Jan 232012

Scaling the Team

Scaling the Team

(This post was requested by my long-time Board member Fred Wilson and is also running concurrently on his blog today.  I’ll be back with the third and fourth installments of “The Best Laid Plans” next Thursday and the following Thursday)

When Return Path reached 100 employees a few years back, I had a dinner with my Board one night at which they basically told me, “Management teams never scale intact as you grow the business.  Someone always breaks.”  I’m sure they were right based on their own experience; I, of course, took this as a challenge.  And ever since then, my senior management team and I have become obsessed with scaling ourselves as managers.  So far, so good.  We are over 300 employees now and rapidly headed to 400 in the coming year, and the core senior management team is still in place and doing well.  Below are five reasons why that’s the case.

  1. We appreciate the criticality of excellent management and recognize that it is a completely different skill set from everything else we have learned in our careers.  This is like Step 1 in a typical “12-step program.”  First, admit you have a problem.  If you put together (a) management is important, (b) management is a different skill set, and (c) you might not be great at it, with the standard (d) you are an overachiever who likes to excel in everything, then you are setting the stage for yourself to learn and work hard at improving at management as a practice, which is the next item on the list.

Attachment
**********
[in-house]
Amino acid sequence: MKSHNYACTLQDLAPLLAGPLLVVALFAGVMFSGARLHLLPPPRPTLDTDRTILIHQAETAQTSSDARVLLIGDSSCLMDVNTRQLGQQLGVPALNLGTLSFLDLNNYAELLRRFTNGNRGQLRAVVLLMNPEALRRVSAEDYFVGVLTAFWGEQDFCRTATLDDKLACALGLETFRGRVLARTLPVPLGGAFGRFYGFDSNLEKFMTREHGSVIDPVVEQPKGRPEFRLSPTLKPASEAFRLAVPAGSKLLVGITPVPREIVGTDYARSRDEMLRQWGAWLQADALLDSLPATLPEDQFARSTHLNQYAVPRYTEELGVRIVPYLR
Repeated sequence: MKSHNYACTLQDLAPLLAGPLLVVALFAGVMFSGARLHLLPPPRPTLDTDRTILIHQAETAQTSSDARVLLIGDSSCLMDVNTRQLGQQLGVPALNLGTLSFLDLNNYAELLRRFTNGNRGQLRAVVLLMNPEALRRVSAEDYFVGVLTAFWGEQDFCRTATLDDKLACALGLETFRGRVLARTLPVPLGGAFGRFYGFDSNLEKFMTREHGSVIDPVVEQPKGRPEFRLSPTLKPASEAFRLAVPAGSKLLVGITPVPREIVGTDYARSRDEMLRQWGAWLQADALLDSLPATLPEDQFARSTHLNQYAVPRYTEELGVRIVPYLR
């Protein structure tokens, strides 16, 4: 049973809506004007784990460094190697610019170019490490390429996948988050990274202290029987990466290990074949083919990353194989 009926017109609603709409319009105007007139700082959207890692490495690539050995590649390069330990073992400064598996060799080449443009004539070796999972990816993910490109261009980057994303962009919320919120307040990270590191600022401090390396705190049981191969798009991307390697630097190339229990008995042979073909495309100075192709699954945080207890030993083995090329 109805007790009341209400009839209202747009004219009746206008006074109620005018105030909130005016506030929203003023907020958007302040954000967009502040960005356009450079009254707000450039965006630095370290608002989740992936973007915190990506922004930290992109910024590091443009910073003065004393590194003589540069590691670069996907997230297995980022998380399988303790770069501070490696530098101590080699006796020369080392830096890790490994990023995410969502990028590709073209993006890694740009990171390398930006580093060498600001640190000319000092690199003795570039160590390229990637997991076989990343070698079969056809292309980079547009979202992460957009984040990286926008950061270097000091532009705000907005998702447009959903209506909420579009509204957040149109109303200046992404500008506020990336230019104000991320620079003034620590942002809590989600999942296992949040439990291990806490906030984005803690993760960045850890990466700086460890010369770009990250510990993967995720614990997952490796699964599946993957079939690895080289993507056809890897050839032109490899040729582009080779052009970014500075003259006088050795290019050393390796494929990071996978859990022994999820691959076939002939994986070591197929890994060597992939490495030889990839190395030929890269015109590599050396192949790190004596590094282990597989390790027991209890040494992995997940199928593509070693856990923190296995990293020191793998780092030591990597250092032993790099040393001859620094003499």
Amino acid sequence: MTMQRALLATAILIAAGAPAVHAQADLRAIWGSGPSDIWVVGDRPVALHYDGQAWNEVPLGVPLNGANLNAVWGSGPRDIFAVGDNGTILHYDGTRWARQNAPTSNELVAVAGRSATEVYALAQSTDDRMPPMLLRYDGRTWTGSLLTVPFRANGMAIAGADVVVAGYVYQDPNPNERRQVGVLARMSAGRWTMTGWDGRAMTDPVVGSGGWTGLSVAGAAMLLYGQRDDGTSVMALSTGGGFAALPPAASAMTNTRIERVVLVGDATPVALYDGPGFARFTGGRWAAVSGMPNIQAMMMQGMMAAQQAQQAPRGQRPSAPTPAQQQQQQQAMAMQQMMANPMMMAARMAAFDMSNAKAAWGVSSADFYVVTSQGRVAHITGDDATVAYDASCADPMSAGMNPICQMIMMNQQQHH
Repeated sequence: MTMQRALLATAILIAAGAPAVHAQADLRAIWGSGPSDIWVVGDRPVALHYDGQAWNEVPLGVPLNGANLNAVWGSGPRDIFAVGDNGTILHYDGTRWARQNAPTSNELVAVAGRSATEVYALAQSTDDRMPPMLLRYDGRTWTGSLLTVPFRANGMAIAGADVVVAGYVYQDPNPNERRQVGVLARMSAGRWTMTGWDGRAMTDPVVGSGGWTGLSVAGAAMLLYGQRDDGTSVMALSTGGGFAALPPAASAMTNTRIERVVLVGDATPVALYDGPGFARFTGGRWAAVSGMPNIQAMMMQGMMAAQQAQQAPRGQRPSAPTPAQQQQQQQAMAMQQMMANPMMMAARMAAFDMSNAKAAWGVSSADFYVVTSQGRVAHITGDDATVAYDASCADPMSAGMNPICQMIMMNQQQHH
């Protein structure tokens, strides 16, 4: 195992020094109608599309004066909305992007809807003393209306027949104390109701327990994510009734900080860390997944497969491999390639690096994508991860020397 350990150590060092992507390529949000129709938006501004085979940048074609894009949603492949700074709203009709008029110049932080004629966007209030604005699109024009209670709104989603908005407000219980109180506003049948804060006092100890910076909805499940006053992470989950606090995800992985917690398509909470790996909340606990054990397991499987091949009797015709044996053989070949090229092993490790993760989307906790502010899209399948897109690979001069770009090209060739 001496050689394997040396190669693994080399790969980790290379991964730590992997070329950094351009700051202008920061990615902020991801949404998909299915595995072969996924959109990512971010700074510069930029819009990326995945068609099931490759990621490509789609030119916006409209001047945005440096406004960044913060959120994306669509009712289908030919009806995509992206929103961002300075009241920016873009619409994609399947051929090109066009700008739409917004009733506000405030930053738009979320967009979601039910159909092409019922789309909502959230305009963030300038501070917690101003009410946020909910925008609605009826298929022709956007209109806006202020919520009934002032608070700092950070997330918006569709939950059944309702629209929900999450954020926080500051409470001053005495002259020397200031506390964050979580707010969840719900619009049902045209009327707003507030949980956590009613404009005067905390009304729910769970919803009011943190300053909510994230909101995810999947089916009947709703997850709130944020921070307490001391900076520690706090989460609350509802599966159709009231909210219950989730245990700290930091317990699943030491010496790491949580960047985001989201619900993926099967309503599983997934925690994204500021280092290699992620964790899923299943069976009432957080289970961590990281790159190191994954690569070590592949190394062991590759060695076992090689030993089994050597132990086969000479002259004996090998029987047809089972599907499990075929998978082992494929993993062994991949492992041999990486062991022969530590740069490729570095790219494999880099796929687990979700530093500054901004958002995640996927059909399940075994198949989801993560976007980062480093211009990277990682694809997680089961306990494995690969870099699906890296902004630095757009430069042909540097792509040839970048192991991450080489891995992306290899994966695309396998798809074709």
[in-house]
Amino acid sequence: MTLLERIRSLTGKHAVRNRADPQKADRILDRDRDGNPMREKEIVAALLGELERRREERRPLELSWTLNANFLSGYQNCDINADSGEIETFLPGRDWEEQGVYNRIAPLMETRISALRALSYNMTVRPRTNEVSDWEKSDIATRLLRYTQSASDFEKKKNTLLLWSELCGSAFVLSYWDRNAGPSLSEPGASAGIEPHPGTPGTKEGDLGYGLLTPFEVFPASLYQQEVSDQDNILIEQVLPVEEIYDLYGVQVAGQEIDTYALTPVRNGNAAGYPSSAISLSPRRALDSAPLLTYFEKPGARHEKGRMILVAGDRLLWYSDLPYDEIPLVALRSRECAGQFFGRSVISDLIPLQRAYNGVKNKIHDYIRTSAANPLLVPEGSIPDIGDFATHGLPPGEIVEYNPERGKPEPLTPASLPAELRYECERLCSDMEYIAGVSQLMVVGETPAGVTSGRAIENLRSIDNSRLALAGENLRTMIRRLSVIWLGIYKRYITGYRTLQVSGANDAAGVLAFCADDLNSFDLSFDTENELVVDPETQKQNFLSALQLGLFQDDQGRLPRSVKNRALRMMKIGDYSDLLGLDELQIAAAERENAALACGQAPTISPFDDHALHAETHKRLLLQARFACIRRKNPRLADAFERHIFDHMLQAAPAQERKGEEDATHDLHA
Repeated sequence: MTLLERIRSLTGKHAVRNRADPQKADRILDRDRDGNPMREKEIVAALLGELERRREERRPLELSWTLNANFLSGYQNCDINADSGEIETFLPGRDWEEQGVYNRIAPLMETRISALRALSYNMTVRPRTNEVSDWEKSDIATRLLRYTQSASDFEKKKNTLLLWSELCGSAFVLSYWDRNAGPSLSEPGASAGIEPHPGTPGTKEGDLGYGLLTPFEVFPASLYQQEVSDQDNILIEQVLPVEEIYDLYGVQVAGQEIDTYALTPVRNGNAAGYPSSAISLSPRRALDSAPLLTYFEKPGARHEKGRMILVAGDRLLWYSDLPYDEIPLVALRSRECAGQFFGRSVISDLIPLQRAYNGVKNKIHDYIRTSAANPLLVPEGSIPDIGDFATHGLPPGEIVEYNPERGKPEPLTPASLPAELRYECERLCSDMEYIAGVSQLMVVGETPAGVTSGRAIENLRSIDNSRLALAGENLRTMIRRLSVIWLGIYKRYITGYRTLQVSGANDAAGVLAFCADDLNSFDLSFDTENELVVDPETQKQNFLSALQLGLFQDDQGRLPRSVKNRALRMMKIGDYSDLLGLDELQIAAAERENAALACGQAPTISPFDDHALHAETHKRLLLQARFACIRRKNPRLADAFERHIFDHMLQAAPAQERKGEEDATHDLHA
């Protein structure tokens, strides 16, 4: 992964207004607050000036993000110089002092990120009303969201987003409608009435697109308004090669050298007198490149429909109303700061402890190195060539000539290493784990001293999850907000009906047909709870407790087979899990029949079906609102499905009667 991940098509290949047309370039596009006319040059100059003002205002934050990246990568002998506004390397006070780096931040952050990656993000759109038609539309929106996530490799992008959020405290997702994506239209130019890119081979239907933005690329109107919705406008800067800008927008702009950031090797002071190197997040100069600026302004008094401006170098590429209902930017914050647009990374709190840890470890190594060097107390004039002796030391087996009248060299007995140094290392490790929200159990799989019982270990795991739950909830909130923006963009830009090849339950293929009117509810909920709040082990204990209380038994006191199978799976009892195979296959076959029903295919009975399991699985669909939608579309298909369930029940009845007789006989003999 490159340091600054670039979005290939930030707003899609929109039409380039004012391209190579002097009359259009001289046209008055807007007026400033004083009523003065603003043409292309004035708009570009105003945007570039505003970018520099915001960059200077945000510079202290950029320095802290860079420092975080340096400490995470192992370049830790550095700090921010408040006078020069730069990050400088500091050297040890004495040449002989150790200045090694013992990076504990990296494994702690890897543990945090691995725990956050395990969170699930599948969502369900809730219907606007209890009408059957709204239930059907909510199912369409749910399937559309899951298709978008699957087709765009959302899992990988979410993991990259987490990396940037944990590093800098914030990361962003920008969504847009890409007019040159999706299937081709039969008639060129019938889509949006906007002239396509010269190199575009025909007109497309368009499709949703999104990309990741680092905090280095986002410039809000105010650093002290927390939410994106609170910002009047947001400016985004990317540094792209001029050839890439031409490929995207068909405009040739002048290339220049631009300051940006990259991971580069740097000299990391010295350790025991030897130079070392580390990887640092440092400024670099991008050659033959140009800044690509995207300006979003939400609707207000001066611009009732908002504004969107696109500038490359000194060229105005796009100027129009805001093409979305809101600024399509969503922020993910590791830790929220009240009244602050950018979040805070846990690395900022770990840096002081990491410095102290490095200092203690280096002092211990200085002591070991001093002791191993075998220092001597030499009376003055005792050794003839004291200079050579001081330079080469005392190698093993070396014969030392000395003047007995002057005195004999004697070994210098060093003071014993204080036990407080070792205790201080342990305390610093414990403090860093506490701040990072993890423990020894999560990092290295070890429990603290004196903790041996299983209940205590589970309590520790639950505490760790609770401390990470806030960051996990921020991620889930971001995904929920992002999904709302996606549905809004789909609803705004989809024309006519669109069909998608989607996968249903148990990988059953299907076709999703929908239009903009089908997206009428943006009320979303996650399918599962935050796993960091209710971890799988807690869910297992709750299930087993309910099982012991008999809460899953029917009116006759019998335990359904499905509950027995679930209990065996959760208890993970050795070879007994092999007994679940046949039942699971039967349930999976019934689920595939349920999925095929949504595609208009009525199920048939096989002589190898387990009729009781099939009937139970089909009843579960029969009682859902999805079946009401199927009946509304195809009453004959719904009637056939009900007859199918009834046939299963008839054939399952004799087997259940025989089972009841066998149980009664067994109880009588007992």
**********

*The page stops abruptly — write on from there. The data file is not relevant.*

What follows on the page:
2. We consistently work at improving our management skills.  We have a strong culture of 360 feedback, development plans, coaching, and post mortems on major incidents, both as individuals and as a senior team.  Most of us have engaged on and off over the years with an executive coach, for the most part Marc Maltz from Triad Consulting.  In fact, the team holds each other accountable for individual performance against our development plans at our quarterly offsites.  But learning on the inside is only part of the process.
  3. We learn from the successes and failures of others whenever possible.  My team regularly engages as individuals in rigorous external benchmarking to understand how peers at other companies – preferably ones either like us or larger – operate.  We methodically pick benchmarking candidates.  We ask for their time and get on their calendars.  We share knowledge and best practices back with them.  We pay this forward to smaller companies when they ask us for help.  And we incorporate the relevant learnings back into our own day to day work.
  4. We build the strongest possible second-level management bench we can to make sure we have a broad base of leadership and management in the company that complements our own skills.  A while back I wrote about the Peter Principle, Applied to Management that it’s quite easy to accumulate mediocre managers over the years because you feel like you have to promote your top performers into roles that are viewed as higher profile, are probably higher comp – and for which they may be completely unprepared and unsuited.  Angela Baldonero, my SVP People, and I have done a lot here to ensure that we are preparing people for management and leadership roles, and pushing them as much as we push ourselves.  We have developed and executed comprehensive Management Training and Leadership Development programs in conjunction with Mark Frein at Refinery Leadership Partners.  Make no mistake about it – this is a huge investment of time and money.  But it’s well worth it.  Training someone who knows your business well and knows his job well how to be a great manager is worth 100x the expense of the training relative to having an employee blow up and needing to replace them from the outside.